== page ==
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Fightin' Fred Takes on Fox

Note to Fred Thompson: Fox News Channel ain't your only problem.

On yesterday's installment of "Fox News Sunday," Fred Thompson criticized the Fair and Balanced folks for what he considered an anti-Fred tone to their coverage.

According to the Politico:

Fred Thompson attacked Fox News on Sunday for what he called a "constant mantra" that his floundering campaign for president is troubled, and he accused the network of skewing things against him.

Thompson certainly isn't the first politician to make that accusation, but he's the first high-profile Republican to do so.

The exchange has been one of the big topics in the media today, with people questioning his tactic of criticizing the channel that had given him a forum multiple times in the past.

Maybe this is the week that Fred sets the record straight?

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If so, now that he has taken on Fox, he can move down the list to:

  • The New York Times
  • Newsweek
  • Time
  • Slate
  • Fortune
  • The Los Angeles Times
  • The Washington Post
  • Reason

    These are but a few of the media outlets that have trotted out the stereotype of Mr. Thompson as "lazy" in recent memory. So he better get going, if he's trying to win the perception game.

    I'm not going to try to gauge whether the overwhelming caricature of Mr. Thompson as "lazy" is a fair one or not. Nor am I trying to say he didn't have a reason to take on Fox. Speculation is rampant. (Nice catch, FishbowlDC.) But 'lazy' is the word that has stuck. And this, lamentably, is the state of American politics. All too frequently, the media gets stuck in a routine of oversimplifying the candidates – and it takes a grand, unprecedented strike to counter the tide.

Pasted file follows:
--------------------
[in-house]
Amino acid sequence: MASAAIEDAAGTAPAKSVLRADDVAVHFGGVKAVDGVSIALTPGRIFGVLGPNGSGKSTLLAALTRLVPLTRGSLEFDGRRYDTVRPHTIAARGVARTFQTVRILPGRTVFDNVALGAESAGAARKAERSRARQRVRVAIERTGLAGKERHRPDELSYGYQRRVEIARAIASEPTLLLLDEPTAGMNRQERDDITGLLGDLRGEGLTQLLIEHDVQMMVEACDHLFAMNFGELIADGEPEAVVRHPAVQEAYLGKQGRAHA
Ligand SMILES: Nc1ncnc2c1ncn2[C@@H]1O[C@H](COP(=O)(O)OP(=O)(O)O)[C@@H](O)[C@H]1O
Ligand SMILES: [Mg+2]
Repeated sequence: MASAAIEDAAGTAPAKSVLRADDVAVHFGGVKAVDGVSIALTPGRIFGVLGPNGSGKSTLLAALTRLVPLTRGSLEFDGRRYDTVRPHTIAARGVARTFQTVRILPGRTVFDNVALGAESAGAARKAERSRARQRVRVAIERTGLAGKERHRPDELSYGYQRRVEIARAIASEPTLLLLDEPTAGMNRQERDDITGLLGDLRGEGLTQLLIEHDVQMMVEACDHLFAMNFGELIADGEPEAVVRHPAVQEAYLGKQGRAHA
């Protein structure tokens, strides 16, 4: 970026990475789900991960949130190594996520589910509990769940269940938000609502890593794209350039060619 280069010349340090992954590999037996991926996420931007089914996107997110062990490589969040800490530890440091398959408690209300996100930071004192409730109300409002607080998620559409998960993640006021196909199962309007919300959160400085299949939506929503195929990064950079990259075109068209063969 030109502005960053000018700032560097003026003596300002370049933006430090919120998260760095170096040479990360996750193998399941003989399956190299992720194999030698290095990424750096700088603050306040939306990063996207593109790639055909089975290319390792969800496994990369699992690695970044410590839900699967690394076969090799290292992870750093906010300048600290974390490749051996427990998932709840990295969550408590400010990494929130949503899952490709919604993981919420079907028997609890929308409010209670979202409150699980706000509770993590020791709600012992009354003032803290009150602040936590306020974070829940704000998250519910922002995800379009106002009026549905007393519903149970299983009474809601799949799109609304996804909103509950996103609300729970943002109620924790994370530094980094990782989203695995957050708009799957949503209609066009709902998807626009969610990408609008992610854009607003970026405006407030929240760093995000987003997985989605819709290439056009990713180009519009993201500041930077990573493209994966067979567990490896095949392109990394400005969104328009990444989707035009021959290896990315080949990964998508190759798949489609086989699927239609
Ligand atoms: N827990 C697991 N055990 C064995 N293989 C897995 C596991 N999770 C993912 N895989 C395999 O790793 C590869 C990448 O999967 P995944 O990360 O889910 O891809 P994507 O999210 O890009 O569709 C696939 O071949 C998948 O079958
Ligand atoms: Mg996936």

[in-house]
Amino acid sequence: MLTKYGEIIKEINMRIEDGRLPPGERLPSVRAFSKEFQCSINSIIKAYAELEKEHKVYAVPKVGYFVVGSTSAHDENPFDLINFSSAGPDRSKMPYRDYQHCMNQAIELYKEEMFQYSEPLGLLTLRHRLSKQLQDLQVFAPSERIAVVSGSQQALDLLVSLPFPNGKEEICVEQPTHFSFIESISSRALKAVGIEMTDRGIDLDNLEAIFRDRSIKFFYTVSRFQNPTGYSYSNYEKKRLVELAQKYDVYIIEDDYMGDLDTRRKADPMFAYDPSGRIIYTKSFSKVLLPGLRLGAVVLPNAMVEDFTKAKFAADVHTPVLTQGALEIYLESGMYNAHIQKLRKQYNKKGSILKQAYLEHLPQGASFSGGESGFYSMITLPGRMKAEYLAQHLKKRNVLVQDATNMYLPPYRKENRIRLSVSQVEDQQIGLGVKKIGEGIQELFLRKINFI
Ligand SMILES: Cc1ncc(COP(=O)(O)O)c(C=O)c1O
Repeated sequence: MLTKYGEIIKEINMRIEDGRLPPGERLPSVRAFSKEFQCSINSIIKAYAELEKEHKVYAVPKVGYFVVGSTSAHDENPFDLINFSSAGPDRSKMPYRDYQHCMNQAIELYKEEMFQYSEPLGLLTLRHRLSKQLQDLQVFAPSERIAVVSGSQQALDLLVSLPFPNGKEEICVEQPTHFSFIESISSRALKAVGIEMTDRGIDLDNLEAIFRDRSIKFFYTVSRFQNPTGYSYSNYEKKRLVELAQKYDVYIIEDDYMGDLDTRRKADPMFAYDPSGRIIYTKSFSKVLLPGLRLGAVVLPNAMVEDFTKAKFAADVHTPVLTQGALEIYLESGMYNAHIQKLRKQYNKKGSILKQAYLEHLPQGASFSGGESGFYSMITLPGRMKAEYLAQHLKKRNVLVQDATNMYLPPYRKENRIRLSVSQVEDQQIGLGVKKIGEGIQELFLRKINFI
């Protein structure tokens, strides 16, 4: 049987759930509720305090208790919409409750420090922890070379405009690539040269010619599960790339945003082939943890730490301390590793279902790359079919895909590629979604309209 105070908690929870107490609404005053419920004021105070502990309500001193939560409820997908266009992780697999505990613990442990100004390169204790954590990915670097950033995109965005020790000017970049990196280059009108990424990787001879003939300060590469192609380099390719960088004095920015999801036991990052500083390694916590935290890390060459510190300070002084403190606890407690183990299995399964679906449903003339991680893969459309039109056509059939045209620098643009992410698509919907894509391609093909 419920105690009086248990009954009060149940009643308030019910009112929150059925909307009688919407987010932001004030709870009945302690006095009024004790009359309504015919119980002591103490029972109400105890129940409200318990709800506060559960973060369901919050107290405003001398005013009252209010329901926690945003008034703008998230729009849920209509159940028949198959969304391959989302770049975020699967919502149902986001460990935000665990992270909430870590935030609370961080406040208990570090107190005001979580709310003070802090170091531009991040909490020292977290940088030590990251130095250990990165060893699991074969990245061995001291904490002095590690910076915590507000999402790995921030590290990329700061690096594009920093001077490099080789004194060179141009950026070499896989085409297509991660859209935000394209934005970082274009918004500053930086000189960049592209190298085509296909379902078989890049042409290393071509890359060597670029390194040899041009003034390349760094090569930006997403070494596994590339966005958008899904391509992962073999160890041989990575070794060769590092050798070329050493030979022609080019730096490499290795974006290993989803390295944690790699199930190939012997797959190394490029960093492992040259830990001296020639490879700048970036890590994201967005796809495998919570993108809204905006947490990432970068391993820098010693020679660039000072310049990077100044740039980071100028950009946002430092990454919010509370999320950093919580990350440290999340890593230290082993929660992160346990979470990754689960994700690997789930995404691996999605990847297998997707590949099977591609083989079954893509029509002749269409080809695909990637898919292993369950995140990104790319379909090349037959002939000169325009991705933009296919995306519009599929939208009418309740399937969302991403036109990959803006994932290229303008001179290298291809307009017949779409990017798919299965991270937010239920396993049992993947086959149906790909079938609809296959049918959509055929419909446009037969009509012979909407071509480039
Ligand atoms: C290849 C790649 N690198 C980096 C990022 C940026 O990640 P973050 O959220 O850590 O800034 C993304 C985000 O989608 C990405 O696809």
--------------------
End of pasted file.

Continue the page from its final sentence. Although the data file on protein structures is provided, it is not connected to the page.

In 2000, the Presidential Election boiled down to the "cowboy" versus that "guy who invented the Internet."

    In 2004, the Presidential Election boiled down to the "cowboy" versus "the flip-flopper." (After the "flip-flopper" beat the "screamer" in the primaries, that is.)

    Justly or (mostly) not, the media picks up on a meme – if there's one crack reporter on the Meme Beat, it's Rachel Sklar -- and it builds a media-manufactured momentum. That momentum is then echoed in the opinion columns and the late-night monologues and the "Saturday Night Live" sketches.

    So while Fred Thompson was correct to try to recalibrate public perception – and that he just so happened to do so on Fox was a nice maneuver to appeal to the conservative audience – it's just a first step.

    A quick day or two clarification campaign would be a win-win-win all around: he could (A) counter the "lazy" claims; (B) by doing so, demonstrate the claims are off-base and (C) bash the media. (Always a crowd-pleaser.)

    Fred's got a lot of work ahead of him, but he's still tracking at #2 in national polls. Maybe he's got a comeback in him in the final act of his new role.

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